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09/26/2011

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Jack

Tans -- with so few days left before a new assignment, perhaps you can do a piece on why MASSIVE government deficits under "conservatives" were "right wing" "supply side job growing yadda" while the very same led by Democrats is "leftist" and "Keynesian?"

Also....... if we devised our Keynesian spurring to fatten the wallets of the already well off......... would that make it a fine conservative example of "supply side" success?

TANSTAAFL

One more day. Looking forward to informed commentary from Prof. Becker and Judge Posner as much needed relief from the leftist pap contaminating this blog in their absence. If we outsourced the leftist Keynesians to China or another socialist paradise, they could have their wish. And more jobs would open up for friends of economic liberty here in America. A win-win solution.

Jack

Tans.... with Observer, NEH and myself filling the week's void with some fairly hearty fare.... I wonder if, with but "a day to go" you might rig something up? Mebbe a Dagwood? or even a BLT on white bread? Anything?

TANSTAAFL

Keynesian baloney, perhaps? No, thanks.

NEH

Jack, Better "Keynesian Baloney" than an "Air Sandwich" as offered by the New Right in their "Affl" program... ;)

Jack

Tans? Couldn't you take a crack at telling us the diff between $12 Trillion of deficit spending under the guise of "supply side" yadda replete with seemingly unaffordable tax cuts for the wealthy pals, and Keynesian spurring?

IS it strictly the blasphemous idea of targeting those of lower incomes who have a much higher propensity to spend any marginal buck that might "trickle down" nearby?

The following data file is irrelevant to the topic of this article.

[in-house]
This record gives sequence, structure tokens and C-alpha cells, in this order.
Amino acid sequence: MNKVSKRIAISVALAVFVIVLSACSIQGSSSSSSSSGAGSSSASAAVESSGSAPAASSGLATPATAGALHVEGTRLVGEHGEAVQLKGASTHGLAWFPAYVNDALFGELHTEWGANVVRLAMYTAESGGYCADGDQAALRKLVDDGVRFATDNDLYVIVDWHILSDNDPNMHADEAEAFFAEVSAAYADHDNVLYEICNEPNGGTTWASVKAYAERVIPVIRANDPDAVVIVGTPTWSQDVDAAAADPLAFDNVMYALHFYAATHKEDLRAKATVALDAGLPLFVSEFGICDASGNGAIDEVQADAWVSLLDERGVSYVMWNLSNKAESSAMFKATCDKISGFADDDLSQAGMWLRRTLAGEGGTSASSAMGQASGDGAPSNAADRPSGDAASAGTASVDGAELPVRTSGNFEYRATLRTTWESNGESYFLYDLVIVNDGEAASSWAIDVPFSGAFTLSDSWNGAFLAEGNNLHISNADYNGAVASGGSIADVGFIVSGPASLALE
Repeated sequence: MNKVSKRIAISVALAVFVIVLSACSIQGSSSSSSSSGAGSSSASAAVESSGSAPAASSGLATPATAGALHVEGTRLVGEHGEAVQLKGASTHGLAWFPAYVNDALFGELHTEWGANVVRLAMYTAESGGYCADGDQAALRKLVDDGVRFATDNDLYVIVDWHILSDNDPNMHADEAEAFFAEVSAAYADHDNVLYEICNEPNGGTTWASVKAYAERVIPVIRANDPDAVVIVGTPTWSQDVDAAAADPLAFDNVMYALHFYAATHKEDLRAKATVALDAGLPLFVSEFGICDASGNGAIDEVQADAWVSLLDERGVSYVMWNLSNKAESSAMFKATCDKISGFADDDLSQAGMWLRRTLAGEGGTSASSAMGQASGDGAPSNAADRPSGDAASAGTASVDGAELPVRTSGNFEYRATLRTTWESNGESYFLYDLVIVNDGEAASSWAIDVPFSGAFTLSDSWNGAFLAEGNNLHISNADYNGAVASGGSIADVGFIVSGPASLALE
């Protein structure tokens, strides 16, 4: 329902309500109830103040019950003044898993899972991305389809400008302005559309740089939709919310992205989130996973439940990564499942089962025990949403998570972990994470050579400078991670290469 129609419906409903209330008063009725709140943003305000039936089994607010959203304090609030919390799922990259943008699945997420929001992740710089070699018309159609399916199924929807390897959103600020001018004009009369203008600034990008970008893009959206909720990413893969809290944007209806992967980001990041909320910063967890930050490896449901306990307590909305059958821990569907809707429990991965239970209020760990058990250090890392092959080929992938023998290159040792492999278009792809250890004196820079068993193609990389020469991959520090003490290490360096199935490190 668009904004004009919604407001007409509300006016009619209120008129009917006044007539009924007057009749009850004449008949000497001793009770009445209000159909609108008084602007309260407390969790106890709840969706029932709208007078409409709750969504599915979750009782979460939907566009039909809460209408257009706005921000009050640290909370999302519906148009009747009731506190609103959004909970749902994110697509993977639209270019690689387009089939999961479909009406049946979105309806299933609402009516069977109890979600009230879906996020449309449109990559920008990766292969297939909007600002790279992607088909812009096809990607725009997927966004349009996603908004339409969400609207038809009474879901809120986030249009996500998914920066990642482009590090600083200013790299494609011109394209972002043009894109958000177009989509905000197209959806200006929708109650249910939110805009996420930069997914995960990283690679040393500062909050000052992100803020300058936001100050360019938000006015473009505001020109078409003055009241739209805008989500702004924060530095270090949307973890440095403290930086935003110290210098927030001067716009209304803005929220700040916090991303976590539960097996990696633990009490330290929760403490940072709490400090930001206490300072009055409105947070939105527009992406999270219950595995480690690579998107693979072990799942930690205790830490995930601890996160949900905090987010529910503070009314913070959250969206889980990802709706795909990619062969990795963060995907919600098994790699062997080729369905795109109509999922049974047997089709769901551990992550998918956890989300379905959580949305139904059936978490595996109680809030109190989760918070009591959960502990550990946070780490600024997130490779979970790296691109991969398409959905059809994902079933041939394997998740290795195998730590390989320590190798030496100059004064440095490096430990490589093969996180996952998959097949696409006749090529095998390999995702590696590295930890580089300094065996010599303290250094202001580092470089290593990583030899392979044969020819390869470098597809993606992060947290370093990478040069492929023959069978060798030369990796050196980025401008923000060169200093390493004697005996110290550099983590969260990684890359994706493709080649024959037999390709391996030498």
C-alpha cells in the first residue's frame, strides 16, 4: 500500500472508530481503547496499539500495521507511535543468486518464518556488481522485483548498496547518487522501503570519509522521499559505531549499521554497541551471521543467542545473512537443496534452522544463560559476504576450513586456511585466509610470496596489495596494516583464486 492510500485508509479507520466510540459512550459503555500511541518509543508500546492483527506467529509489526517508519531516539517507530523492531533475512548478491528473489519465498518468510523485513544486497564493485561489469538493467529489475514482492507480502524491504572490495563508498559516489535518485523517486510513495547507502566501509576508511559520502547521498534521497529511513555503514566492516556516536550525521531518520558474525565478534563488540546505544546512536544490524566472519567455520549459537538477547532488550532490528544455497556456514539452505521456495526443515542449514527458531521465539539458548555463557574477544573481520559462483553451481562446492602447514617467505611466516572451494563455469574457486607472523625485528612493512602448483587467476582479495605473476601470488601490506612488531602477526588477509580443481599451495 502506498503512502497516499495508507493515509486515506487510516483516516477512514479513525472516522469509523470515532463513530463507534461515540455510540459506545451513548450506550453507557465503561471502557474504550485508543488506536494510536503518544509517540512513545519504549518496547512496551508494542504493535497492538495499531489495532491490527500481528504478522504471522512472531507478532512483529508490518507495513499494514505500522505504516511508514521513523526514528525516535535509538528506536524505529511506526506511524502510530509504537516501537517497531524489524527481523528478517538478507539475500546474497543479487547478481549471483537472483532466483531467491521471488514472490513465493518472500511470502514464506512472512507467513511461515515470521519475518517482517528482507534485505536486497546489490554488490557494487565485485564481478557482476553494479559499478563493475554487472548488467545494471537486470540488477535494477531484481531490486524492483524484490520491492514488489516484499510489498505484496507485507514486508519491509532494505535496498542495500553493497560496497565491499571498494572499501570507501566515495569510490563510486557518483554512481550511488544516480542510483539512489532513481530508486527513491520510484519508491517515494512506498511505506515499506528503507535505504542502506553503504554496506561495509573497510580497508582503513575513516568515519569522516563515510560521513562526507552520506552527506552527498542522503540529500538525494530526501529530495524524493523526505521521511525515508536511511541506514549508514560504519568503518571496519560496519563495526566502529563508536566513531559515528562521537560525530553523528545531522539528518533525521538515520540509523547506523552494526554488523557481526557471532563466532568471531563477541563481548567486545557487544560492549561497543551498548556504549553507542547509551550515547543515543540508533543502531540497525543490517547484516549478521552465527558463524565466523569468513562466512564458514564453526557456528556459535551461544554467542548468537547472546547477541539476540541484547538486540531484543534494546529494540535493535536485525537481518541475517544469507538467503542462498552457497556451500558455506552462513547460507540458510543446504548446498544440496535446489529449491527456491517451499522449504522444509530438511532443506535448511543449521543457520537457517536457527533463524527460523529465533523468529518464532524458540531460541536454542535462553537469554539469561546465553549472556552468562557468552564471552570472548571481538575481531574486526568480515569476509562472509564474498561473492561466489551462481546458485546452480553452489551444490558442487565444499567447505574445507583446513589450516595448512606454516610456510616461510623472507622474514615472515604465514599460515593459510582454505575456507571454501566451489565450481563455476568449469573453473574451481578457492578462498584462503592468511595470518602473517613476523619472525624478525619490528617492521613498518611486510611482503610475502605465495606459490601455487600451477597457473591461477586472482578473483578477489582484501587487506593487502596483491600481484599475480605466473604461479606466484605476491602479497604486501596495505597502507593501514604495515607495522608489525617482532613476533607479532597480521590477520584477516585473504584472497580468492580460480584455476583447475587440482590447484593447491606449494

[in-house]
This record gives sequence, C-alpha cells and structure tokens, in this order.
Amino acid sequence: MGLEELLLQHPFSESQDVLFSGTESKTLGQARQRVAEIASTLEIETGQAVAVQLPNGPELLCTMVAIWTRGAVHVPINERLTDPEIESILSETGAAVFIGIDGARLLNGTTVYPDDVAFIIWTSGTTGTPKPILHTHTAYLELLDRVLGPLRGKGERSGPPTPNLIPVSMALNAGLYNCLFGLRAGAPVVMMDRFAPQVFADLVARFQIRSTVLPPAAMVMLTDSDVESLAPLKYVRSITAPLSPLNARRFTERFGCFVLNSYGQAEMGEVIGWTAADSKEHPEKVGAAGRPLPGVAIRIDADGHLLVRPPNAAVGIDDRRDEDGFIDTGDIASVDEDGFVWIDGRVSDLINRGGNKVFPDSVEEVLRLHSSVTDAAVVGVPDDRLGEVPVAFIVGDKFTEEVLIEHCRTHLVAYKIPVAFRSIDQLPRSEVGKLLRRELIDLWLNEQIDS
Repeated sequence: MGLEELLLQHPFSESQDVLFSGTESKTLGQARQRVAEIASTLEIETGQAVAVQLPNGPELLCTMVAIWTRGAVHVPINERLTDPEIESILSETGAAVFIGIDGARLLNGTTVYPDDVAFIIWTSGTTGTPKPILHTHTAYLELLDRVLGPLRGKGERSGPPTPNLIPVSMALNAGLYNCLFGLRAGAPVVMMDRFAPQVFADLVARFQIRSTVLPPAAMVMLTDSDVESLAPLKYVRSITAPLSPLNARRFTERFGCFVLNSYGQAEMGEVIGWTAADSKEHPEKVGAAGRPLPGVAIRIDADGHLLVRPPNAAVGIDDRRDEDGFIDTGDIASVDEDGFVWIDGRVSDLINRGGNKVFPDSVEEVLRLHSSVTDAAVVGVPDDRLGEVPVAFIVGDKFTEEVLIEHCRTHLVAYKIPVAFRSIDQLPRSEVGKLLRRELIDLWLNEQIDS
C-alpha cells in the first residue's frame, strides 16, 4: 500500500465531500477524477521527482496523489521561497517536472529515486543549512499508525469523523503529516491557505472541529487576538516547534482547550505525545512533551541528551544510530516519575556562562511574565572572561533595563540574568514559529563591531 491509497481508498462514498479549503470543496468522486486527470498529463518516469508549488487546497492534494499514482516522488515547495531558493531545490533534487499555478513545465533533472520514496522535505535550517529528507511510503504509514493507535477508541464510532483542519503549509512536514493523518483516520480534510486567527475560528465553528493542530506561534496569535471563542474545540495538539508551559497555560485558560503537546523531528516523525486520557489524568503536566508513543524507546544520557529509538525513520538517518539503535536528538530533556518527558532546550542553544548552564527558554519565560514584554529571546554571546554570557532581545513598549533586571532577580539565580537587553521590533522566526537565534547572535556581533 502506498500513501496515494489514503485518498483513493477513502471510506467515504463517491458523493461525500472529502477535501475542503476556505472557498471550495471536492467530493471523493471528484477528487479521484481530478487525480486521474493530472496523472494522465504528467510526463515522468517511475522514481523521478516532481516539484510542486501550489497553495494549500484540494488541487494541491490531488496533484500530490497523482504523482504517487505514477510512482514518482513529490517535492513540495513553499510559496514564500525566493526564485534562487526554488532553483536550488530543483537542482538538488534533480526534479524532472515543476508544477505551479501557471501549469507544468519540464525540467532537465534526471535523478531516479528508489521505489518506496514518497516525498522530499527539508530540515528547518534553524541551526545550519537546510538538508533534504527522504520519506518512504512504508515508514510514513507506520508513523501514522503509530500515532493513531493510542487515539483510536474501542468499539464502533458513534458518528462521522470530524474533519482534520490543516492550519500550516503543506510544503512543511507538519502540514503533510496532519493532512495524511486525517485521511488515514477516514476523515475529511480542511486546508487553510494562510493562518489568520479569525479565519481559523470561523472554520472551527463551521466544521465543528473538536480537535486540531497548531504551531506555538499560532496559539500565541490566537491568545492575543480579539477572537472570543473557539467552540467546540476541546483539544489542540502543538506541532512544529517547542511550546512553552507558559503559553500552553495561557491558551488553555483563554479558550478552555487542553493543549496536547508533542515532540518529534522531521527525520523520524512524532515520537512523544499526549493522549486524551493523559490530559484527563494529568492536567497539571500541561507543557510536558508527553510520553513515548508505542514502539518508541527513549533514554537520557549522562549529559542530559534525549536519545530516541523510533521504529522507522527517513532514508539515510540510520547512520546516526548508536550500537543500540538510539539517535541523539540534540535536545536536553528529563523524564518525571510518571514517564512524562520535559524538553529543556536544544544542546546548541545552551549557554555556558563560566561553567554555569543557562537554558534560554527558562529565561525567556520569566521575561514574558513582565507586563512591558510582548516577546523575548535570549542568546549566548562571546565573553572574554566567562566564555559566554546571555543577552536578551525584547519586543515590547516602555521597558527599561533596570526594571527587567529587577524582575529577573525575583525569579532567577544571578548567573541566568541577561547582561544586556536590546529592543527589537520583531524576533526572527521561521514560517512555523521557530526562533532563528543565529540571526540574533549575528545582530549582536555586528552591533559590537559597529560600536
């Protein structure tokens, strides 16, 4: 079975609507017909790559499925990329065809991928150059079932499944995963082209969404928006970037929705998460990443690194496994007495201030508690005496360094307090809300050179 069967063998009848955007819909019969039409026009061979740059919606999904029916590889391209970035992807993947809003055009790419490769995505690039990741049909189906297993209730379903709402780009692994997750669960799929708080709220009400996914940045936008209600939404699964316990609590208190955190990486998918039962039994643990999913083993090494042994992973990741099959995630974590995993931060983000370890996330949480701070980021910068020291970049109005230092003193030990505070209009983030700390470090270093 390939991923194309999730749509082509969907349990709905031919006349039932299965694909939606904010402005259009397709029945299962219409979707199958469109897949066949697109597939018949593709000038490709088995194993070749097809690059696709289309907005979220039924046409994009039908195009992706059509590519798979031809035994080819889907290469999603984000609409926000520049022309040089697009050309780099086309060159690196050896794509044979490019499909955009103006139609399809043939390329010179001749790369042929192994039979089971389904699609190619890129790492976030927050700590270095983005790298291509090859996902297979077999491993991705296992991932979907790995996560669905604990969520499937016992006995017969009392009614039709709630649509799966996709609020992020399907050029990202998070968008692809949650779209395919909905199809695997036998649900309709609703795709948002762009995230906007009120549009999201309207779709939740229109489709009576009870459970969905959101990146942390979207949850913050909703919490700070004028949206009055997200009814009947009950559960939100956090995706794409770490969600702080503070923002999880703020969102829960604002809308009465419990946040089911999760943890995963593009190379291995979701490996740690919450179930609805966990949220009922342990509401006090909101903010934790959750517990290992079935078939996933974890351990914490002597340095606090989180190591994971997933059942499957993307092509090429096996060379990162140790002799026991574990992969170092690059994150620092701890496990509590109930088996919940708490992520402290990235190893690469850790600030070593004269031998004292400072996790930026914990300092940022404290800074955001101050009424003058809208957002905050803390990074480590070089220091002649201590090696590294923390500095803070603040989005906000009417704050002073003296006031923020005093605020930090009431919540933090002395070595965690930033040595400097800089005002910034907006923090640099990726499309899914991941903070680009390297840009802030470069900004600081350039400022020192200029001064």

Daniel

Perhaps another interesting question one can ask using this data: whether government-delivered services in the low-percentage countries (Singapore, Taiwan, Japan) are perceived to be signficantly poorer than those in the high-percentage countries (e.g., Italy, Greece, the Scandinavian countries).

TANSTAAFL

Which of the leftist screen names above hides the washed up comedian Al Franken?

an observer

Daniel

comparing data is basically meaningless as needs, etc.,are so different.

Jack

Tans -- not sure... but if Franken having matriculated to the Senate by the unusual method of having whipped, by an admittedly narrow margin, a sitting incumbent is evidence of being a "washed up comedian" would we, logically, agree that Reagan having matriculated to record setting D E B T builder was a "washed up actor?"

BTW... did you enjoy his book on the Lying Liars?

Jack

Daniel: We'd have to consider culture too. Comparing, for example, Japan to the US, they're committed, to perhaps a fault, to education, not prone to much illegal drug use, have much lower rates of crime and almost no homicide, (a fraction that of gun laden US), a much smaller military, far lower rates of auto use and all the policing and highway maintenance involved, and until very recently, when recession hit, they did not throw their workers to the wolves to be cared for by .......... more government workers.

TANSTAAFL

Thank heavens the Nobel Committee this year has honored two economists whose empirical work calls into doubt the underpinnings of Keynesian economics.

Jack

Tans, Indeed! And what are their "feelings" on "supply sider" deficit spending in good times and bad?

Any thoughts on revenue as a share of GDP being the lowest since before WWII? at 15% which never has paid the bills, even before our being saddled with the extra interest payments on our huge debt, 80% of which was rung up while, supposed, "conservatives" held the, rarely used, veto pens?